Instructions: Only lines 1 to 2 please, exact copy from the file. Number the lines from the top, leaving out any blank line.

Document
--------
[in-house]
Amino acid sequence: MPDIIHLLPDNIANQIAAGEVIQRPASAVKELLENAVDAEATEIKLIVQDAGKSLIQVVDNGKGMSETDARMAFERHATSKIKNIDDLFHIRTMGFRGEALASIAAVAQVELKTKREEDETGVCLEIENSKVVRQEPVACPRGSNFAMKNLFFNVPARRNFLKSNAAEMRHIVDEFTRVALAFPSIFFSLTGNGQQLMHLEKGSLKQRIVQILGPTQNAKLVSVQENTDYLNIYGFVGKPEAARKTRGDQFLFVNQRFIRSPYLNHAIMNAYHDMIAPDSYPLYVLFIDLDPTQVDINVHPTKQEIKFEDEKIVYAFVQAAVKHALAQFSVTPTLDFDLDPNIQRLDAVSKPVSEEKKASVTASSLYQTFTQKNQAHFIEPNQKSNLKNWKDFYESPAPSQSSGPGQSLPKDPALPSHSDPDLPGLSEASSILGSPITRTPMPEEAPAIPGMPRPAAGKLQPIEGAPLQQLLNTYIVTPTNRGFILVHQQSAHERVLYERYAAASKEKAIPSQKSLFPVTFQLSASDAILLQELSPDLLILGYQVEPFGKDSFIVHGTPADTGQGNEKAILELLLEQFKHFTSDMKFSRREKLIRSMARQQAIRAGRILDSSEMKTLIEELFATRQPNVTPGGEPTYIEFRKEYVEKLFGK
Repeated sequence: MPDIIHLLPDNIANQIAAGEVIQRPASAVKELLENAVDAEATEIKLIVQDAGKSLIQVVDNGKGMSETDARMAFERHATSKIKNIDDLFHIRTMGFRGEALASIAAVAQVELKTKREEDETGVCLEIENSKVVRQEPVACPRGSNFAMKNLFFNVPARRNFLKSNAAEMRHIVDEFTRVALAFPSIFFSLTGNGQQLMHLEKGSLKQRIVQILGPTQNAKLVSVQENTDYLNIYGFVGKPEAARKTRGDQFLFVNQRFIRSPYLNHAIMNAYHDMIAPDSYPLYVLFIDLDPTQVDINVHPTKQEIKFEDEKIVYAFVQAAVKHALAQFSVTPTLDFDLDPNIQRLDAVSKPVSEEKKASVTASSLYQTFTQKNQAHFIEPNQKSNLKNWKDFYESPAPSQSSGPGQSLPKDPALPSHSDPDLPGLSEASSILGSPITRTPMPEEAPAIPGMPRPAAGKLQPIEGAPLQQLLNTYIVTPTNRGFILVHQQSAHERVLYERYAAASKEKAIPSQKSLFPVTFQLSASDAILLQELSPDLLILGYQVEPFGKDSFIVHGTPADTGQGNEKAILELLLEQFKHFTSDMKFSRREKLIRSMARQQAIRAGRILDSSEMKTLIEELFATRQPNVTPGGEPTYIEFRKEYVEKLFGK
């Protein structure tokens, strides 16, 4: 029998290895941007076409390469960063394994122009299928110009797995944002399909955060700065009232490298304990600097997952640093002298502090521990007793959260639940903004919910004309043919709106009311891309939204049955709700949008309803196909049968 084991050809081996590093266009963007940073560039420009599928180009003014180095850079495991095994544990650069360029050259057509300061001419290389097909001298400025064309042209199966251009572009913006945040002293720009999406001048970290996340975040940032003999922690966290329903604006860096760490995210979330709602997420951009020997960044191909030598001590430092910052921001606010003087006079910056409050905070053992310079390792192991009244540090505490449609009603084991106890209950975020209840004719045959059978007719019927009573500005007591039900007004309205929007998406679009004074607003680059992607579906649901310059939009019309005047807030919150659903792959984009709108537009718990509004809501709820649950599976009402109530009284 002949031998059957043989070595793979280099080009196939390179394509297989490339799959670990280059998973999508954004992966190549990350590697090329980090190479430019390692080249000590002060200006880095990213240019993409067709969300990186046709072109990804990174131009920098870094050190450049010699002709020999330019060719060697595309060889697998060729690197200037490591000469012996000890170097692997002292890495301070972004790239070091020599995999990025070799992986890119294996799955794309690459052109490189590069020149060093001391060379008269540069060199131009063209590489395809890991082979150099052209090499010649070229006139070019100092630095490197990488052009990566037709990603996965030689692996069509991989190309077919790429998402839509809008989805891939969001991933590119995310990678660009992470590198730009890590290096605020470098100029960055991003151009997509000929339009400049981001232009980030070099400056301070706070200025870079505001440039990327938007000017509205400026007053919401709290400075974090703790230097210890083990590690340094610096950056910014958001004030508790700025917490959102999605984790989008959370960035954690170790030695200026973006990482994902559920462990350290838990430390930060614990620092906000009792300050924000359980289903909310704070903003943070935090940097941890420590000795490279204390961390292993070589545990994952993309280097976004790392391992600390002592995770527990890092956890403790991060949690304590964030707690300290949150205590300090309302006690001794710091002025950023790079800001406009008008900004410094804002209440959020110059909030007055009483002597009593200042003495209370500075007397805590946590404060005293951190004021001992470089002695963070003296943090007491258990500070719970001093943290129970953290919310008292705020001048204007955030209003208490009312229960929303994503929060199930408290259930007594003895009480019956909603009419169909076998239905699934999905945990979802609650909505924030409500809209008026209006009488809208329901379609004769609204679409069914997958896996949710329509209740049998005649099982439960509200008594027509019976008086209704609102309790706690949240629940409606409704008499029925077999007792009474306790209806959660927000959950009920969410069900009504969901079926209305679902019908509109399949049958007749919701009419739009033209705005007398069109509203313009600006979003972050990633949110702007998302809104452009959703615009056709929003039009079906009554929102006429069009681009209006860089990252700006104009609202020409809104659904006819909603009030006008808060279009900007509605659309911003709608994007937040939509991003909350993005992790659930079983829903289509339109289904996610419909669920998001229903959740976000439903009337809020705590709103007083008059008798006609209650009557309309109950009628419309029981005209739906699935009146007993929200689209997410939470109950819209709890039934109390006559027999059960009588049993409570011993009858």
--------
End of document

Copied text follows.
[in-house]
Amino acid sequence: MPDIIHLLPDNIANQIAAGEVIQRPASAVKELLENAVDAEATEIKLIVQDAGKSLIQVVDNGKGMSETDARMAFERHATSKIKNIDDLFHIRTMGFRGEALASIAAVAQVELKTKREEDETGVCLEIENSKVVRQEPVACPRGSNFAMKNLFFNVPARRNFLKSNAAEMRHIVDEFTRVALAFPSIFFSLTGNGQQLMHLEKGSLKQRIVQILGPTQNAKLVSVQENTDYLNIYGFVGKPEAARKTRGDQFLFVNQRFIRSPYLNHAIMNAYHDMIAPDSYPLYVLFIDLDPTQVDINVHPTKQEIKFEDEKIVYAFVQAAVKHALAQFSVTPTLDFDLDPNIQRLDAVSKPVSEEKKASVTASSLYQTFTQKNQAHFIEPNQKSNLKNWKDFYESPAPSQSSGPGQSLPKDPALPSHSDPDLPGLSEASSILGSPITRTPMPEEAPAIPGMPRPAAGKLQPIEGAPLQQLLNTYIVTPTNRGFILVHQQSAHERVLYERYAAASKEKAIPSQKSLFPVTFQLSASDAILLQELSPDLLILGYQVEPFGKDSFIVHGTPADTGQGNEKAILELLLEQFKHFTSDMKFSRREKLIRSMARQQAIRAGRILDSSEMKTLIEELFATRQPNVTPGGEPTYIEFRKEYVEKLFGK